DOI

10.17077/etd.71sw8684

Document Type

Dissertation

Date of Degree

Spring 2018

Degree Name

PhD (Doctor of Philosophy)

Degree In

Human Toxicology

First Advisor

Diane Rohlman

First Committee Member

Kai Wang

Second Committee Member

Jonathan Doorn

Third Committee Member

Larry Robertson

Fourth Committee Member

Gabriele Ludewig

Fifth Committee Member

James Olson

Abstract

Organophosphates (OPs) and Pyrethroids (PYRs) are widely used pesticides in both agricultural and non-agricultural environments. In agricultural work settings, typically more than one pesticide is used in combination, or sequentially, to kill pests. There is currently a gap in research that looks at how exposures to multiple pesticides can impact human health – particularly among adolescents who work in these environments. The goal of this dissertation research was to examine the use of OP (chlorpyrifos, and profenofos) and PYR (λ-Cyhalothrin, α-Cypermethrin) pesticides across an application season and how exposure is associated with symptoms and cholinesterase enzyme activity, and to examine the impact of a sequential exposure to multiple OPs, and exposure to both OPs and PYRs. Urine and blood samples, questionnaire data, and a medical exam were collected over a 10-month period from adolescent pesticide applicators in Egypt. Overall, applicators had higher exposure than non-applicators to all four pesticides. The non-applicators were also exposed and had levels 4 times higher in urine metabolite levels than the general population in the U.S. In addition, these exposures caused increased symptoms and severity of symptoms among both applicators and non-applicators. In conclusion, adolescent agriculture workers in the Egyptian cotton fields are exposed to multiple pesticides and are susceptible to the impact of those exposures on their health.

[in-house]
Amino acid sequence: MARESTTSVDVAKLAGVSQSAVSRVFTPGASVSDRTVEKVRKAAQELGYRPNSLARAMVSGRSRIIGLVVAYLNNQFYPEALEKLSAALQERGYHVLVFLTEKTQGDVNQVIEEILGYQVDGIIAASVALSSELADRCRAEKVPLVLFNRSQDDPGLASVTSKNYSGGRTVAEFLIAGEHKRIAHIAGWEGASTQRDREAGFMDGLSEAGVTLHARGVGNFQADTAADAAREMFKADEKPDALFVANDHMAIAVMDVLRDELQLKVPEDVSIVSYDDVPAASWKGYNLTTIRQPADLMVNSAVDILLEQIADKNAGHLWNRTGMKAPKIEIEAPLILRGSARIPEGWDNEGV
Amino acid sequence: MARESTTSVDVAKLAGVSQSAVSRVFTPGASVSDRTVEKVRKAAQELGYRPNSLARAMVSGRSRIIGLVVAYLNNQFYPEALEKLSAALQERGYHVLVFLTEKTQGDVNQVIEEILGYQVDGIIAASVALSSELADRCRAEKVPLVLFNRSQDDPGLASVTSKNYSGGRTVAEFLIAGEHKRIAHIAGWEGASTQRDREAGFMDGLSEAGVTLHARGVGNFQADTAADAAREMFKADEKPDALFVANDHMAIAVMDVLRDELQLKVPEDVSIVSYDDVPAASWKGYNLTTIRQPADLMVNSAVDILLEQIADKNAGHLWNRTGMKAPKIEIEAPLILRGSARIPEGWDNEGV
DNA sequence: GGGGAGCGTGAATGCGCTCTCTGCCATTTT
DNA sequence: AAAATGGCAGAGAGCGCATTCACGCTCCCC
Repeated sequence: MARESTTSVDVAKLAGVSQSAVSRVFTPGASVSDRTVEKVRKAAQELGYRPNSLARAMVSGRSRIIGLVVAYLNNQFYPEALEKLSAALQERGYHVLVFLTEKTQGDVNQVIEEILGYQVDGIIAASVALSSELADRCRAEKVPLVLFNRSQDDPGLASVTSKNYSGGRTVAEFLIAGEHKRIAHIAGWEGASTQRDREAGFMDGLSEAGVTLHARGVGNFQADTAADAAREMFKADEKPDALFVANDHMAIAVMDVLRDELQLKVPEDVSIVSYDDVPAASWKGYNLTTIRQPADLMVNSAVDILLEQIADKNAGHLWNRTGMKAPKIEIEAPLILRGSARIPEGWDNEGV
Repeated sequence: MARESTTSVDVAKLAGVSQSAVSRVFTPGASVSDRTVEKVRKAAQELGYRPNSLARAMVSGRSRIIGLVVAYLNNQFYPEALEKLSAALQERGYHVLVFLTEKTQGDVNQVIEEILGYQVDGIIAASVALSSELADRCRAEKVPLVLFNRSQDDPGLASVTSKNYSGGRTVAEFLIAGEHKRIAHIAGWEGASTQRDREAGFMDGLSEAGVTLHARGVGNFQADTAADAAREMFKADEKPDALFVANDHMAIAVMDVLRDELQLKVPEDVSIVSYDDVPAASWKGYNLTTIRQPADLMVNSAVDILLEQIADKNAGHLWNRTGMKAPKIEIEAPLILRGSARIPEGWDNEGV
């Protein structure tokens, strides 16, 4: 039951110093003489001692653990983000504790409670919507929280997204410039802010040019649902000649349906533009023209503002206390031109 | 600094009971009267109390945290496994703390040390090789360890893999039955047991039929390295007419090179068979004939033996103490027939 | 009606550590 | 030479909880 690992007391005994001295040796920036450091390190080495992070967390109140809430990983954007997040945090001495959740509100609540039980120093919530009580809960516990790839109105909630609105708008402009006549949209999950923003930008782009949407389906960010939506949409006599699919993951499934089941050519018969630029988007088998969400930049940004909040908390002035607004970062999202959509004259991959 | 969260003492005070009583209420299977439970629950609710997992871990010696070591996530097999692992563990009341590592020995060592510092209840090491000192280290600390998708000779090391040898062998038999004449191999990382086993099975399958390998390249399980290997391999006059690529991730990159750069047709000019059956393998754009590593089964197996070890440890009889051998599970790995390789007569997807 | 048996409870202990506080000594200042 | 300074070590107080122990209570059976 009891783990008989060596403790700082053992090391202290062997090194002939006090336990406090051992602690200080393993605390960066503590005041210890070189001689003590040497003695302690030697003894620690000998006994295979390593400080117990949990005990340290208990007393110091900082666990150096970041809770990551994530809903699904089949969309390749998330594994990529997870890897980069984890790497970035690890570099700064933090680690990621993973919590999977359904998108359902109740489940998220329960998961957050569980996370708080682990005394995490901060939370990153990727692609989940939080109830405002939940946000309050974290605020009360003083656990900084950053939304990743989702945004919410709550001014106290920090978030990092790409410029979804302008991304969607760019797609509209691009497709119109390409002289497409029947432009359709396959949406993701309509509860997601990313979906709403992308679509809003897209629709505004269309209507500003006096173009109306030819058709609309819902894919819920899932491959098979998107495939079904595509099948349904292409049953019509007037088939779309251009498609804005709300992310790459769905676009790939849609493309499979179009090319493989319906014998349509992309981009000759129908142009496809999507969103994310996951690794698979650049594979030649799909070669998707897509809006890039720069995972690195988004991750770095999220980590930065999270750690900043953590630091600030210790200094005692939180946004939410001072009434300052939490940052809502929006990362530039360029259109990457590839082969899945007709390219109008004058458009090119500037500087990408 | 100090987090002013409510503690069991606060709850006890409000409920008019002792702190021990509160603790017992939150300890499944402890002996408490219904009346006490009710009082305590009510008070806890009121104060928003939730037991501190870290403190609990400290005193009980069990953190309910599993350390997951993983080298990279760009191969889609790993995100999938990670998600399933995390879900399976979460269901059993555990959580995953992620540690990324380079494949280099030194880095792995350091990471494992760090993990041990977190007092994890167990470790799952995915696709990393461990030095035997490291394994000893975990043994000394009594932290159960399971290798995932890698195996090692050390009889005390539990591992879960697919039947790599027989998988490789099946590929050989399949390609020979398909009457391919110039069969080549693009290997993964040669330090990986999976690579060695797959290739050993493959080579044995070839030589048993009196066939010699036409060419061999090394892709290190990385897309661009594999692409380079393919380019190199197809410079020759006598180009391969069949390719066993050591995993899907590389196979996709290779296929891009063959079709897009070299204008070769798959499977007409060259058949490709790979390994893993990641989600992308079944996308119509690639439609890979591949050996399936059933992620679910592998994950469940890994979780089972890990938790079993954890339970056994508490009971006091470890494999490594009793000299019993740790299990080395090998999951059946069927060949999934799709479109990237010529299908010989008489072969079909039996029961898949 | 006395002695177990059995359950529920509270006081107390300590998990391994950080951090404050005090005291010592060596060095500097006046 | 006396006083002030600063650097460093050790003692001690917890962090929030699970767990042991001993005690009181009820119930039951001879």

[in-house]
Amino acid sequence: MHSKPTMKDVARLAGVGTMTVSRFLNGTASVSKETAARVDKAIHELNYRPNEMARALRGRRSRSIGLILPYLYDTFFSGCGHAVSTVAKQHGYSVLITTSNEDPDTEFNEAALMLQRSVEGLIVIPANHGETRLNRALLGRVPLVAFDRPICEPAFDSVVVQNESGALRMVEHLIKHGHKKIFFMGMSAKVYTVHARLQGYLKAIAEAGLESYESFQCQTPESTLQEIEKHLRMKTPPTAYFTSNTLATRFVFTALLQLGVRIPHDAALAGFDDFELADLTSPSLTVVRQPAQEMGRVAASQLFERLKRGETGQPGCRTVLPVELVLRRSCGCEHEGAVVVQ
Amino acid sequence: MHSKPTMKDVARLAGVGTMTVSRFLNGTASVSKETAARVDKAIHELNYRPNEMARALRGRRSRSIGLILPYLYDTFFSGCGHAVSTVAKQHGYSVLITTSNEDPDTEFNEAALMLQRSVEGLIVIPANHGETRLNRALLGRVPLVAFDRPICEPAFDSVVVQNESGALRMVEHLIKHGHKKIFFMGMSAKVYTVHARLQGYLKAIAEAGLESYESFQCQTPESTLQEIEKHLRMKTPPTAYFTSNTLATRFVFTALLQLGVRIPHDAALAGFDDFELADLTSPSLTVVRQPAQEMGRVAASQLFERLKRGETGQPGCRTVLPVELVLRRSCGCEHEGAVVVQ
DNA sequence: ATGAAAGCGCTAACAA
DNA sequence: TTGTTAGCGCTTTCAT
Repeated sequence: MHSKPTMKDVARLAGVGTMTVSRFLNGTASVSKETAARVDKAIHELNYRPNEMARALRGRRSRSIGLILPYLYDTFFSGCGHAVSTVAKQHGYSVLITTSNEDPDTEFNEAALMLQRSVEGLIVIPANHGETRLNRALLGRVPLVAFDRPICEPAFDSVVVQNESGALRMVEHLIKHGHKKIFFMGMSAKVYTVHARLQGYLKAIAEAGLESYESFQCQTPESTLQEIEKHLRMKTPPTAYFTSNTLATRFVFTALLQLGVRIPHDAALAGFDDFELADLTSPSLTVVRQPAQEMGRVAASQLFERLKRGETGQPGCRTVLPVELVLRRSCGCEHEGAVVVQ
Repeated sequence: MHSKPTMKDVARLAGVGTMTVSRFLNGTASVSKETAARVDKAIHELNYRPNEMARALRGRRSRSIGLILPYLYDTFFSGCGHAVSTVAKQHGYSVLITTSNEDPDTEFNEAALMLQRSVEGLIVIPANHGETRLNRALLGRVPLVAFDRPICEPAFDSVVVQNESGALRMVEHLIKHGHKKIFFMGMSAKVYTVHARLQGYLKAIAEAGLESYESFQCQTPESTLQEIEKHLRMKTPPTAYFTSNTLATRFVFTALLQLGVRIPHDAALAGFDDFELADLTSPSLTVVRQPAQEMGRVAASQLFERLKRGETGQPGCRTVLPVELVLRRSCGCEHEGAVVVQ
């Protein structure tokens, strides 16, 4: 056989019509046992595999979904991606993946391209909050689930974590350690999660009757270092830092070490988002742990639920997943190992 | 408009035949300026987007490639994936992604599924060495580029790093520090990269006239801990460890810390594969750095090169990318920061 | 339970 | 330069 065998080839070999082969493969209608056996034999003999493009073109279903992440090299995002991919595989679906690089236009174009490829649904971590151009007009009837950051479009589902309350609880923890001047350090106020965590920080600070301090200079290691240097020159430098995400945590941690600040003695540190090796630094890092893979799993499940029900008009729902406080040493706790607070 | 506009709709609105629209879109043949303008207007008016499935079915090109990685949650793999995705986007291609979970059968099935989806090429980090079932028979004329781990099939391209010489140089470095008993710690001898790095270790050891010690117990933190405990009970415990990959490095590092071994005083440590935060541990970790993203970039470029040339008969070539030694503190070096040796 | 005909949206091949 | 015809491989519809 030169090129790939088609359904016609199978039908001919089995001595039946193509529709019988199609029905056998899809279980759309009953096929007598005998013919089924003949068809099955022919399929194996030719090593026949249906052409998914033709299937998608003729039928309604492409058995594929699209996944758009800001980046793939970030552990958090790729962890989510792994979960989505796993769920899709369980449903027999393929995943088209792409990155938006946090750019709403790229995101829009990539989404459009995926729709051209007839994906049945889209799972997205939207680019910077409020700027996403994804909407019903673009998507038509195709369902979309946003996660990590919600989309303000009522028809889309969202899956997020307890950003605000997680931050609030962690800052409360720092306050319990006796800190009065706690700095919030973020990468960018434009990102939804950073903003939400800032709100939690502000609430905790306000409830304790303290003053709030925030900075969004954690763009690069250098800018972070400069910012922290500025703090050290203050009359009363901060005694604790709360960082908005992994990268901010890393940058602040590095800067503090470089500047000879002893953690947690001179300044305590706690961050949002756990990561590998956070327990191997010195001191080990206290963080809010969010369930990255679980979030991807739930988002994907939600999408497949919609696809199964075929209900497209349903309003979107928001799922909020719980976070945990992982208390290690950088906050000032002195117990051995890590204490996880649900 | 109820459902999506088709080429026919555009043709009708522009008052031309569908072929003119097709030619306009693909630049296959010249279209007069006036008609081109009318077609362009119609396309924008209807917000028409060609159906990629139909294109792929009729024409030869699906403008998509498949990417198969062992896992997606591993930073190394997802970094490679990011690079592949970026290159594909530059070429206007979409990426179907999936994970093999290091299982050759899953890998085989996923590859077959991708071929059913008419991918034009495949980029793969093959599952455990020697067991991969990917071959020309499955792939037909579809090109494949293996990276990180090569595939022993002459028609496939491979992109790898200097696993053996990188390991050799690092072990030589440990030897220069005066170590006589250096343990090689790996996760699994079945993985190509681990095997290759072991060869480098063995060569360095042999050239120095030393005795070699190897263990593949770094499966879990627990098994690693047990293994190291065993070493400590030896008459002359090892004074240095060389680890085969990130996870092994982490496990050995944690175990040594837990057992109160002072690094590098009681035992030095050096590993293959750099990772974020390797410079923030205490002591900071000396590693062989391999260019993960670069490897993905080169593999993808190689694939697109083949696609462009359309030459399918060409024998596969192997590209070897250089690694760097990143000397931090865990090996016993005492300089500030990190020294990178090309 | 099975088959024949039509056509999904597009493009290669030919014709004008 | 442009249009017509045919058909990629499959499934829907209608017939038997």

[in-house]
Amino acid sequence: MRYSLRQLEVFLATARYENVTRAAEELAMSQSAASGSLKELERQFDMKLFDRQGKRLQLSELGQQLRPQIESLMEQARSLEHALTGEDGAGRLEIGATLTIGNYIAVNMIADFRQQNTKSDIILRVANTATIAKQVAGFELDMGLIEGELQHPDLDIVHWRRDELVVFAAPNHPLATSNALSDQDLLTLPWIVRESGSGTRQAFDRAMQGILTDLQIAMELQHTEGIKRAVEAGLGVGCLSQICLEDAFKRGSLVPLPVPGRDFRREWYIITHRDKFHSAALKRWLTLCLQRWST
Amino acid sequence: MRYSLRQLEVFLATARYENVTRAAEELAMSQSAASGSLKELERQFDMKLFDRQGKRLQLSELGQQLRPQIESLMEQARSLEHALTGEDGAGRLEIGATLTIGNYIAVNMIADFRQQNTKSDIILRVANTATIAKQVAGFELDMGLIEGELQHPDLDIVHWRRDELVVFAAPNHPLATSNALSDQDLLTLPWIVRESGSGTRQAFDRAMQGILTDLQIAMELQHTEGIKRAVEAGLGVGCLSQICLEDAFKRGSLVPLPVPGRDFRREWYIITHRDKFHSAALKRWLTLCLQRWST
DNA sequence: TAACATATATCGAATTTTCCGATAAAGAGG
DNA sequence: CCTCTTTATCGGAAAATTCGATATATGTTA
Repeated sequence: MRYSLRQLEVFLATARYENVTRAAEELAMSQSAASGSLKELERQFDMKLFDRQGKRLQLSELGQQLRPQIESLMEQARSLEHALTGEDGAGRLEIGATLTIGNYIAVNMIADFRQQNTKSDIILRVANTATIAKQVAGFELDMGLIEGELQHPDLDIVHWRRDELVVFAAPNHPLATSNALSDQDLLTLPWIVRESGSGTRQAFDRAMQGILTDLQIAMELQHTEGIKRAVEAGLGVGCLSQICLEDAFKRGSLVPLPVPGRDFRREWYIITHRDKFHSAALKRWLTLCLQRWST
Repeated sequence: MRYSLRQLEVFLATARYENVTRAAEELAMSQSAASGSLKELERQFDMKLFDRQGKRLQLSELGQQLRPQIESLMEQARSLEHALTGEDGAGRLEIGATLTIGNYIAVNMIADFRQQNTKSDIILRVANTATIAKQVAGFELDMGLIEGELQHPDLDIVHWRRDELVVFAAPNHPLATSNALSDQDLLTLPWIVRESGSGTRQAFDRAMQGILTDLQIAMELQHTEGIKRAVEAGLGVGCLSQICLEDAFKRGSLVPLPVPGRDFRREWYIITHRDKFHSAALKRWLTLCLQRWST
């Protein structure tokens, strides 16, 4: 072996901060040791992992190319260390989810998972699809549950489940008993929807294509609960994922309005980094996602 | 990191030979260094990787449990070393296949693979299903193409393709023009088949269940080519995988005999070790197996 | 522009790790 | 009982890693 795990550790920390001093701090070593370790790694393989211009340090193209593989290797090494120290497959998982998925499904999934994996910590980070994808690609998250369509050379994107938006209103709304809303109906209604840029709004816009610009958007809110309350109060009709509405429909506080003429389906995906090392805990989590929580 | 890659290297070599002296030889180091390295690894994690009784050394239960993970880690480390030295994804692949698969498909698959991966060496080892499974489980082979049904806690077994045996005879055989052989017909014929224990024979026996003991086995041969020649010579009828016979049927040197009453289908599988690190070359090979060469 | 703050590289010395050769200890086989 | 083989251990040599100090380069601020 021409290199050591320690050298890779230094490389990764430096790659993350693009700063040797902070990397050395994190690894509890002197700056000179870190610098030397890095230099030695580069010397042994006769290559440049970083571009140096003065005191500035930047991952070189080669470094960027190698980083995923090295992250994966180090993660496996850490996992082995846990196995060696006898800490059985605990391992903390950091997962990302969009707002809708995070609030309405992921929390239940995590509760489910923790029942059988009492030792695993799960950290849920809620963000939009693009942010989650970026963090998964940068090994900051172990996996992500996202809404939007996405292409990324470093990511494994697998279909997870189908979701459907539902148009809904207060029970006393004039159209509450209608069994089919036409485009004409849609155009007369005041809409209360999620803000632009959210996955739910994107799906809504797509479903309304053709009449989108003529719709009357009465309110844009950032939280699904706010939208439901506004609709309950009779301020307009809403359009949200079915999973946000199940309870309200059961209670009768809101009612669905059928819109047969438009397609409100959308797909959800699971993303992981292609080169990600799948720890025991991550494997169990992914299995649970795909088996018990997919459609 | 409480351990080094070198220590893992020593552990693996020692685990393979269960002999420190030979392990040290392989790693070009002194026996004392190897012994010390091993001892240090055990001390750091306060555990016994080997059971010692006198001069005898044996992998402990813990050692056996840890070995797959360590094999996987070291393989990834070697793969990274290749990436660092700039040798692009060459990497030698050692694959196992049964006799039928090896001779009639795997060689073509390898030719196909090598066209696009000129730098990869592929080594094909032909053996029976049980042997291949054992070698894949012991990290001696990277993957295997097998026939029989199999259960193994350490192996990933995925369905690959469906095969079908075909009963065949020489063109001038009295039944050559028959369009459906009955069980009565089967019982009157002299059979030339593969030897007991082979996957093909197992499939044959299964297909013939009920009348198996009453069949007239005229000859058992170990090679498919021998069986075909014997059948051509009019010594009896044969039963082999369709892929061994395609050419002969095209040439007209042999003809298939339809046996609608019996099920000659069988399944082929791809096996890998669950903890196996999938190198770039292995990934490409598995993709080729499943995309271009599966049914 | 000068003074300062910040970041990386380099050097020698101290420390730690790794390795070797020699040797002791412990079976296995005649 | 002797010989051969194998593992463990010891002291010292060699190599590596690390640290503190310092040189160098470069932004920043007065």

Keywords

Adolesecents, Agriculture, Biomarkers, Cholinesterase, Occupational Exposure, Pesticides

Pages

xx, 161 pages

Bibliography

Includes bibliographical references (pages 140-161).

Comments

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Copyright

Copyright © 2018 Barbara C. Okeke

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